I still remember the 1973 Simi Cabernet Sauvignon. Although it might not stand up to some of today's blockbusters, it was special nonetheless. It was also the first wine I'd ever tasted that had been made by a woman.
Russell Green, the Los Angeles oil man who owned Sonoma's Simi Winery in those days, made history that year when he hired Mary Ann Graf, a 1965 graduate of the University of California at Davis, to be America's first college-trained female head winemaker. "It's no big thing," Graf told me at the time. "There are other women in the business and more will be coming along." Was she ever right.
It's hard to believe that 35 years ago, a woman winemaker was news just because she was a woman. Today, so many women are producing wine that they make news only when their wine is great. Women are the chief winemakers of at least 20 California wineries, not to mention assistant winemakers and hardworking cellar rats in several hundred wineries at home and abroad.
Among my favorite producers, male or female, are Lalou Bize-Leroy in Burgundy, Christine Vallette in Bordeaux, Véronique Drouhin in Oregon, Norma Ratcliffe in South Africa and Zelma Long, Susan Reed and Merry Edwards in California.
Some of the finest--and most expensive--wines in Burgundy are made by Lalou Bize-Leroy. She first achieved fame as the co-manager of the famous Domaine de la Romanée-Conti in Vosne-Romanée, of which her family was joint owner. But when Bize-Leroy was ousted from D.R.C. in a dramatic boardroom coup in 1992, she turned her attention to her family's Domaine Leroy, to her own estate, Domaine d'Auvenay, and to Leroy's négociant business.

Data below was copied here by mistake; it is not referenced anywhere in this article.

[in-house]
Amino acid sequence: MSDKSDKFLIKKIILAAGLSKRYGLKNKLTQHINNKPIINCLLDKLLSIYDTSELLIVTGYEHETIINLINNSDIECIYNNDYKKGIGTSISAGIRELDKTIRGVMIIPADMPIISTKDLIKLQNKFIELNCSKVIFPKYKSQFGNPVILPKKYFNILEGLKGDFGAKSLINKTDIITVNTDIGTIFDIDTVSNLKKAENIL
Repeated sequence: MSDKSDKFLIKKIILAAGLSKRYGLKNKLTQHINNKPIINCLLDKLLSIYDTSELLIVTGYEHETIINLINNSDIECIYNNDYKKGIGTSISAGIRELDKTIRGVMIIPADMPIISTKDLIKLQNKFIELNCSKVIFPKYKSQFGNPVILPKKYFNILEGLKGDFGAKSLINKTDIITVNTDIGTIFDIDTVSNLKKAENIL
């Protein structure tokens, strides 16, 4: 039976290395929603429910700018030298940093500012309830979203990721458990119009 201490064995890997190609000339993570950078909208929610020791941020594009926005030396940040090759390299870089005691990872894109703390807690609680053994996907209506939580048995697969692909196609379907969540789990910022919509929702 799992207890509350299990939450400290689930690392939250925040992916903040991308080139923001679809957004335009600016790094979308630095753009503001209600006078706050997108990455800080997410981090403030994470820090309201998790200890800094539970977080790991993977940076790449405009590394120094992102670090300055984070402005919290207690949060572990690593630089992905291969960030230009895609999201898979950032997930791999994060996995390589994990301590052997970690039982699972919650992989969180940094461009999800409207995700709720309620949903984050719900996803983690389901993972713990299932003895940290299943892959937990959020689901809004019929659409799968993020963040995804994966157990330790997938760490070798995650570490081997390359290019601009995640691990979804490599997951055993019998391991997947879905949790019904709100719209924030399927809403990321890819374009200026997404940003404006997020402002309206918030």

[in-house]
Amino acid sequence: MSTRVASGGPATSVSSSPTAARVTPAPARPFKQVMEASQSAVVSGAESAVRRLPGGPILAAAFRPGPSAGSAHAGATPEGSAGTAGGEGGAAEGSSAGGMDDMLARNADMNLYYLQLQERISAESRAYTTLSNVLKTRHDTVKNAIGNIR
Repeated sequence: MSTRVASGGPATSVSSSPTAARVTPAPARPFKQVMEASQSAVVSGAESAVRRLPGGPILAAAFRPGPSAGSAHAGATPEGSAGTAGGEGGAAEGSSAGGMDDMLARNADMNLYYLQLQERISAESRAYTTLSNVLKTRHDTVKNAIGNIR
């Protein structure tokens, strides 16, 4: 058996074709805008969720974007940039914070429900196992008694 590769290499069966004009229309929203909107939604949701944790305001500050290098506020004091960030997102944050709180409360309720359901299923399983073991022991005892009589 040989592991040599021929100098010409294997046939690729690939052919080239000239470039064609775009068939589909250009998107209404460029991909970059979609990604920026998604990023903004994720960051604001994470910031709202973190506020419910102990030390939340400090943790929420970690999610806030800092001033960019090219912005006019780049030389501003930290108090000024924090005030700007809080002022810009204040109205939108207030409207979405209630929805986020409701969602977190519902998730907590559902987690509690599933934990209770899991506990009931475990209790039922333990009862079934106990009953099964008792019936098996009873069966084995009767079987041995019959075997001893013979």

The wines from both Leroy and d'Auvenay can be magnificent, and very often expensive: as much as $500 or more a bottle. Still, from time to time, Bize-Leroy produces a simple Bourgogne Rouge at Maison Leroy that sells for around $20. It's definitely one of the world's best wine bargains, much sought-after by savvy Burgundy buyers.
One of the leading iconoclasts in tradition-bound Bordeaux is Christine Vallette. Although her family's château, Troplong Mondot, in St-Emilion, had produced respectable wine for many years, it wasn't until Christine took over as winemaker in 1981 and enlisted the assistance of enologist Michel Rolland that Troplong Mondot was truly transformed. Wine critic Robert M. Parker, Jr., has called the 1990 Troplong ($200) "amazing" and he rated it 98 out of 100 points. My preference is for the 1989 ($179), an astonishing wine, intensely rich and concentrated. However, the more readily available 1996 sells for about $55 and the future price of the much-heralded 1998 is about $57.
Véronique Drouhin is a Burgundian who made her name in Oregon, thanks to her father, Robert, who heads the venerable négociant firm of Joseph Drouhin in Beaune. Some 20 years ago, Robert decided that Oregon Pinot Noirs could match some of the best in Burgundy. So he built a $5 million winery in the Willamette Valley, named it Domaine Drouhin and appointed his daughter winemaker.
Véronique's Pinot Noirs are, not surprisingly, Burgundian in style, which means restrained and understated, especially compared with some of the New World's more muscular Pinots. Her 1997 regular bottling (about $35) is a relatively light wine with true Pinot flavors and an appealing, earthy bouquet. Better yet--although somewhat harder to find--is her 1996 Cuvée Laurène ($45). This more intense, fuller-bodied wine, named for Véronique's daughter, recalls Robert's famous premier cru, Clos des Mouches.